The laying of a wreath by President Obama at Ground Zero, New York, last week, after American marines had despatched the diabolical visionary behind the 11 September bombings, was described by commentators as "seeking closure". After an apocalyptic act of violence, and a decade-long pursuit of the perpetrator, here was a moment of silent reflection. Let the victims of unquiet deaths, finally rest in peace.
In London, "closure" was a word applied to a lengthy, bureaucratic inquiry that concluded that the deaths of 52 commuters were not preventable. The fact of the bombings was certain, but who was killed by them was a matter of chance.
Julie Nicholson, whose 24-year-old daughter, Jenny, died in the Edgware Road explosion, explained that she felt that her daughter could now be returned to her. She had been part of a public event, but now the relationship was personal again. "It is finished," she said. Jenny was restored her to rightful and proper place.
The term "closure" is used now so widely and loosely that it can cover catastrophic terrorist events and the Duchess of York's self-esteem issues. For therapists, it describes the conclusion to a traumatic event. You can seek closure, or have it thrust upon you by public relations advisers or former spouses. After closure, you "move on". It also has a narrower definition. Cognitive closure is defined as a "desire for definite knowledge on some issue".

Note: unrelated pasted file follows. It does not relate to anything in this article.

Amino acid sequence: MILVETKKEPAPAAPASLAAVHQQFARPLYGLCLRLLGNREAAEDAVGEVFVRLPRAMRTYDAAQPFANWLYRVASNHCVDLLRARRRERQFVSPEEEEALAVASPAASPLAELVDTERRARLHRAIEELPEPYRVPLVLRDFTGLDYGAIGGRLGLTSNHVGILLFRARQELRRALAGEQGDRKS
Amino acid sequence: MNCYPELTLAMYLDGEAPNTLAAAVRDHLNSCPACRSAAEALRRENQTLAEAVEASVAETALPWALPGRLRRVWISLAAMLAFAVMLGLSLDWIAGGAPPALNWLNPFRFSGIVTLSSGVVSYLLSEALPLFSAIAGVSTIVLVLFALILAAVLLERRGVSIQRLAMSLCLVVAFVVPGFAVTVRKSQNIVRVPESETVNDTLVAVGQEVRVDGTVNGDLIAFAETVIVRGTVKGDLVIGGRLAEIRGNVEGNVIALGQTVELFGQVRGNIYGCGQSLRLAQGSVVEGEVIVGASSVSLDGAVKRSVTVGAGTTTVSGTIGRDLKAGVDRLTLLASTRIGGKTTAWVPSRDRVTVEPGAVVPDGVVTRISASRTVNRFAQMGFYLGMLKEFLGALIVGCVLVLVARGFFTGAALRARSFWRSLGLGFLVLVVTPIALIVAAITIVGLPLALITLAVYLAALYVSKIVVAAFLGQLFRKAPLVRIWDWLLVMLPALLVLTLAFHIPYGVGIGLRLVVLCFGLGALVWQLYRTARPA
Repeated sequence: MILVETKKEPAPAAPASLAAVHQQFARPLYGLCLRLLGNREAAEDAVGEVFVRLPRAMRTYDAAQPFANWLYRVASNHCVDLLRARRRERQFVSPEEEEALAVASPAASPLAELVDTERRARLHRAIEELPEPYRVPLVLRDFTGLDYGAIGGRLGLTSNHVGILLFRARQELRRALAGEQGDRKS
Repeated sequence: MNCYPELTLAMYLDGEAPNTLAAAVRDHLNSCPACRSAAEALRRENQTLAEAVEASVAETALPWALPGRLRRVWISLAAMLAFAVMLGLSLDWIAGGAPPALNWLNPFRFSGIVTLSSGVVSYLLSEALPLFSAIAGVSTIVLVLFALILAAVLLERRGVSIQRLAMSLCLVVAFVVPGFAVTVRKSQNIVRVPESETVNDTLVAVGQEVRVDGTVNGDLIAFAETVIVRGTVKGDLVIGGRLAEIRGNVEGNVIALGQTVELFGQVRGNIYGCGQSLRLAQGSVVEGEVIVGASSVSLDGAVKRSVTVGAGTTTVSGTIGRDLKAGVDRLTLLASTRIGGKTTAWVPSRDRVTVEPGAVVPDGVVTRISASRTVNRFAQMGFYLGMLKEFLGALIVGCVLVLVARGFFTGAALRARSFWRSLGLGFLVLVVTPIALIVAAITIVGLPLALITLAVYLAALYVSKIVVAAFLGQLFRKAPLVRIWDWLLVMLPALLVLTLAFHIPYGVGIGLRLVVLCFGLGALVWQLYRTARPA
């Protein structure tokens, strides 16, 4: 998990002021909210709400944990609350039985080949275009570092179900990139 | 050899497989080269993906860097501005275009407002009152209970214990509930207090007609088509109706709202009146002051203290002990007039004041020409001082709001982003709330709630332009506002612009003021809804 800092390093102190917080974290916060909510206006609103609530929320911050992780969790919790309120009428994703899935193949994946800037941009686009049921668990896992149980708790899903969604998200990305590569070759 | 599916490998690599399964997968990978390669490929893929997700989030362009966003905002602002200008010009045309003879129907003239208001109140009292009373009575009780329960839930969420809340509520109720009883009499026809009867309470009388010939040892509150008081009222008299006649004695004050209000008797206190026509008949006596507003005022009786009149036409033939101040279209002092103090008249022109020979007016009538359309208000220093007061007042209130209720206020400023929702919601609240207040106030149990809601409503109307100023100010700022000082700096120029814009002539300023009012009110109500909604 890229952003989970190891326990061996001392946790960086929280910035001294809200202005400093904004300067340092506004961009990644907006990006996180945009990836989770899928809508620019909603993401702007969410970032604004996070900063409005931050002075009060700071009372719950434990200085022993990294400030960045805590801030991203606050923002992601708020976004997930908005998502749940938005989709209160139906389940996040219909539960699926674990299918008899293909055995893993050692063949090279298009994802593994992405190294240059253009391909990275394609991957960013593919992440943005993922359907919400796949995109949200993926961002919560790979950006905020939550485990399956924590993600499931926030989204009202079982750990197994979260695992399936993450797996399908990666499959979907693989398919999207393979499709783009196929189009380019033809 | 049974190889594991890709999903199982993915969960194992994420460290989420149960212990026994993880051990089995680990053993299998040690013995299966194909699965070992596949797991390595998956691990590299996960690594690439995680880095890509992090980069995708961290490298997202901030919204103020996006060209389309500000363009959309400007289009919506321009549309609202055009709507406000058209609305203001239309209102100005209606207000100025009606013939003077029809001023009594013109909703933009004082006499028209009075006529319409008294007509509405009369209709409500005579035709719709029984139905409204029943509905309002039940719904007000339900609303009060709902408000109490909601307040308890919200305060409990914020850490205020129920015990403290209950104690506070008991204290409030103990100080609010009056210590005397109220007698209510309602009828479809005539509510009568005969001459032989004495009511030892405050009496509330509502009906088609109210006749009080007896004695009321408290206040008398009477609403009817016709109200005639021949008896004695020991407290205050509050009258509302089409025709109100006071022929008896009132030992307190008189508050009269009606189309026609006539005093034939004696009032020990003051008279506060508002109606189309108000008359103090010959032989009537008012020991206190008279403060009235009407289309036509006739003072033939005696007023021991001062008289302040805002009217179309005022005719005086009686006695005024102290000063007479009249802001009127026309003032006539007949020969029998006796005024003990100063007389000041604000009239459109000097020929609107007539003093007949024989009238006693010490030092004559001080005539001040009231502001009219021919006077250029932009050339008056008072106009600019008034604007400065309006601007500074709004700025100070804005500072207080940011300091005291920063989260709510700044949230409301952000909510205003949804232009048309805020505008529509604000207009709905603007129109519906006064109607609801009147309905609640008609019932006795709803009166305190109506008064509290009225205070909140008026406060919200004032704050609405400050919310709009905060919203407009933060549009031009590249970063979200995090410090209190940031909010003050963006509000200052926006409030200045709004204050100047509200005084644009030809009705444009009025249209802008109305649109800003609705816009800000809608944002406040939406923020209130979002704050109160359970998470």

If the bereaved ask "Why?", it is a rhetorical cry of agony. There is no reason for, or justice in, Jenny Nicholson's fate being entwined with that of Mohammed Sidique Khan. Relatives and friends torment themselves: what if she had slept in, turned in one direction rather than another, caught the next train?
But you may ask "How?" Everyone wants accurate facts, not denials, not myths. Even if it is the villain who has died, clarity is vital. The shooting of Osama bin Laden was devalued by the conflicting accounts of the circumstances. The other reason his death lacked a philosophical finality was the invisibility of the body. There were sound reasons for dumping him at sea and refusing to publish a photograph, but it leaves a sense of incompleteness.
Death requires a ritual and it starts with the body. Julie Nicholson describes in her book A Song for Jenny, the pain of delayed access to her dead daughter. "I must see for myself and touch for myself." Finally, she kisses the fingers of her daughter's hands, the nails short from music practice.
The armed forces, so familiar with death, understand the solemnity of funeral rites. At a recent funeral at Sandhurst, of a soldier killed in Afghanistan, the ceremonial display honoured his human dignity, affecting even his tearful, bewildered children. The lack of knowledge and absence of a body torture Kate and Gerry McCann four years after the disappearance of their daughter Madeleine. Hope can be a cruel thing.
But let us not pretend that knowledge or revenge can produce peace of mind. Humblingly, Julie Nicholson said that while she was "not sorry" that bin Laden was dead, she shared some of the Archbishop of Canterbury's concerns about the manner of it. She had seen enough violence. What is it like to lose a child? To Julie Nicholson, it is the Pietà, the suffering of a mother whose heart is pierced. Unnatural bereavement has no final chapter. It is a life time of endurance.
Sarah Sands is deputy editor of the 'London Evening Standard'
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